- Last night we got our first glimpse of the new Rockets, who pulled out a surprise win over the Warriors on openinig night.
An NBA team’s first game of the season is a hint. It’s the smell that first hits you when you walk into a restaurant. It’s the dabbling pilot of a television show. Intrigue is as far as it takes you, and honestly, anything north of off-putting is a positive in its own right.
For the Rockets—a team of fundamentally new construction—to even hang with the Warriors in their first game out certainly qualifies. Houston took things a step further with a 122–121 win, outscoring the defending champs 34–20 in the fourth quarter after plugging away all game long. It was a remarkable showing from a team that is so clearly unfinished.
Thus far, the union of James Harden and Chris Paul is all seams; their basketball interaction in this first game rarely went further than taking turns. This is to be expected. Harden can always fall back on the comforts of last year’s success within a system he knows well. Mike D’Antoni’s offense is driven by its guiding principles. This is the how you attack. This is where you run. None of that has changed, and most of Houston’s roster makes organic sense within those guidelines.
Paul faces a different kind of learning curve. His aptitude is obvious. Even when he wasn’t in control of a possession, Paul worked to direct traffic, calling up screeners and shouting away clutter. The geometry of spacing is not foreign to him in the slightest. What he lacks, for now, is the familiarity that really puts his vision into practice. Once Paul has a solid grasp of how the players around him move, the floor should open up even more. It might help, too, if Paul had two good legs to work with. Mike D’Antoni pulled his hall-of-fame point guard off the floor in crunch time as the hitch in his step became more pronounced. You knew Paul’s body wasn’t cooperating when he began to defer on switches, forgoing his favorite pastime: playing mind games with in-over-their-head centers.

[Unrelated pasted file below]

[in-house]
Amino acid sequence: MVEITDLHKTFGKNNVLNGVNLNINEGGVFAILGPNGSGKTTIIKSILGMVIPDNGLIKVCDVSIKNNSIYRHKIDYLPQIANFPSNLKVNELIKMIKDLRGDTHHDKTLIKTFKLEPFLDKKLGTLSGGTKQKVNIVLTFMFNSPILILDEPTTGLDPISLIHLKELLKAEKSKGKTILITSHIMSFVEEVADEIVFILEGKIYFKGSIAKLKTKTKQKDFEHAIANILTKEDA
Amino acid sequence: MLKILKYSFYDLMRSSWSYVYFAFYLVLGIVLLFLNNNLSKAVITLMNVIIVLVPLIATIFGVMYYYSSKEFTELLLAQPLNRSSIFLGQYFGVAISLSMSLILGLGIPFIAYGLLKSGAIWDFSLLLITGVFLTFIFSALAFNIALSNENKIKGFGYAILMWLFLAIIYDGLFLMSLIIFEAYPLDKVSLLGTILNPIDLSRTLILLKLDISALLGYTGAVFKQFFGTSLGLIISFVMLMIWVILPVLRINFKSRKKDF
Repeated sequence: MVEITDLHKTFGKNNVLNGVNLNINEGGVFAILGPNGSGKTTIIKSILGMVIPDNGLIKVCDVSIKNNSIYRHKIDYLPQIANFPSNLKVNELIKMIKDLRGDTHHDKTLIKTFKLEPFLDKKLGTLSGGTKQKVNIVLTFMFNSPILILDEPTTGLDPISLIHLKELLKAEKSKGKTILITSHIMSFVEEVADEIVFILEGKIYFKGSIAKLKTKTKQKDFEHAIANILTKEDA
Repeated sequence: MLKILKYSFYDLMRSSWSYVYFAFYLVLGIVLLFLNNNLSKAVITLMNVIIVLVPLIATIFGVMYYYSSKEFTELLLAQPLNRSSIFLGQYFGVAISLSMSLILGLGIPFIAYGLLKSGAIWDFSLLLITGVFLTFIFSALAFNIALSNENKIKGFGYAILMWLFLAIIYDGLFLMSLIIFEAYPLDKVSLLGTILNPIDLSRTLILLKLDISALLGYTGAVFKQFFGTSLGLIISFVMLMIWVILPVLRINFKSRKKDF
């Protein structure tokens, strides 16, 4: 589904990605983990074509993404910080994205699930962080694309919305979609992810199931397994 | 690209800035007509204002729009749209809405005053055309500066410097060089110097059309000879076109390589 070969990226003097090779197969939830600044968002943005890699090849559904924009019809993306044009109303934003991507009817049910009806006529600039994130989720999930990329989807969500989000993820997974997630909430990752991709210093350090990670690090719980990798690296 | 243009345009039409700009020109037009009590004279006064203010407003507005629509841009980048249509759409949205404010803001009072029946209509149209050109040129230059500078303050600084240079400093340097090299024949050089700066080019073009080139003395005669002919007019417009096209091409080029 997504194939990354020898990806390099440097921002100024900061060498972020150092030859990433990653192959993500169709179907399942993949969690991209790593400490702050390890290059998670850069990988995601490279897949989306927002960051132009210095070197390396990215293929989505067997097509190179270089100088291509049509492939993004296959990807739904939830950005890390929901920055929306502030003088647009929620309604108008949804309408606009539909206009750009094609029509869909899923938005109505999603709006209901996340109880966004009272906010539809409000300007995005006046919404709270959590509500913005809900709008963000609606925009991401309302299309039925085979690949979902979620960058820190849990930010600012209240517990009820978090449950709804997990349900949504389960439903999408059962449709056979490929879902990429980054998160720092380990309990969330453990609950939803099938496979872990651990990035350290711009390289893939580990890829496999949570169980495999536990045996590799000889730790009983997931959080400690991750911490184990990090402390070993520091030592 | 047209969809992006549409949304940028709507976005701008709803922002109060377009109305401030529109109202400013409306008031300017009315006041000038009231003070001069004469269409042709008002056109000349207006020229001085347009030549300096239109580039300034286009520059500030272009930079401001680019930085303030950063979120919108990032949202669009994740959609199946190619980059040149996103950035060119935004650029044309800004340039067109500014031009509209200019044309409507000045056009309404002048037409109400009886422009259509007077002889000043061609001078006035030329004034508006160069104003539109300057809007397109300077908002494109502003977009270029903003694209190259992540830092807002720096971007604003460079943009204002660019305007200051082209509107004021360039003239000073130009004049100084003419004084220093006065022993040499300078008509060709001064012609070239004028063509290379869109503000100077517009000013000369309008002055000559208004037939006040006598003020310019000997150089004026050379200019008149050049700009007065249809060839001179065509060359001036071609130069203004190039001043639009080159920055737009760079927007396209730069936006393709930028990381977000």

Still Paul notched 11 assists for the night, a mark that the entirety of the non-Harden Rockets generally reach only once or twice a season. His defense was crucial in keeping Stephen Curry out of rhythm. His eight rebounds tied a team high, and in the game overall only Draymond Green collected more. Paul would be the first to tell you that he could do better, and yet still he helped key an offense that yielded a sizzling 121 points per 100 possessions. Houston spent every minute of this game with either Paul or Harden on the floor. As a result, they were able to put unceasing pressure on the Warriors—pressure that tipped in their favor with Curry’s foul trouble and Green’s early exit.
The case for the Rockets as Western Conference challengers is predicated on how they might sustain. One of the best playmakers in the league will be on the floor at all times. He’ll be supported by another creator, be it a superstar peer or the impressively spry Eric Gordon. In support is a fluid frontcourt rotation: Clint Capela or Nene (who did not appear) for when the Rockets need a conventional big, some combination of Trevor Ariza, Ryan Anderson, P.J. Tucker, and Luc Richard Mbah a Moute for when they do not.
Tucker and Anderson tried their hand as nominal centers in the opener to impressive effect. Mbah a Moute, largely a defensive specialist, looked more dynamic than could have been reasonably thought possible. Houston can’t count on a combined 34-point windfall from Tucker and Mbah a Moute every night, but if they can manage to get their transition defense in order, their rotation might at least be pliable enough to scramble some of what the Warriors do well.
That’s the evaluative measure that matters most. Health permitting—a caveat with stomach-turning weight in light of Gordon Hayward’s injury on Tuesday night—this Rockets team could challenge for 60 wins. The regular season is an important exercise, but an exercise all the same. What success Golden State had in periodically slowing Houston will not be viable for the vast majority of teams. They’ll be left to solve one of the most relentless and best-spaced offenses in existence, knowing full well that Paul’s arrival leaves them so little room for error.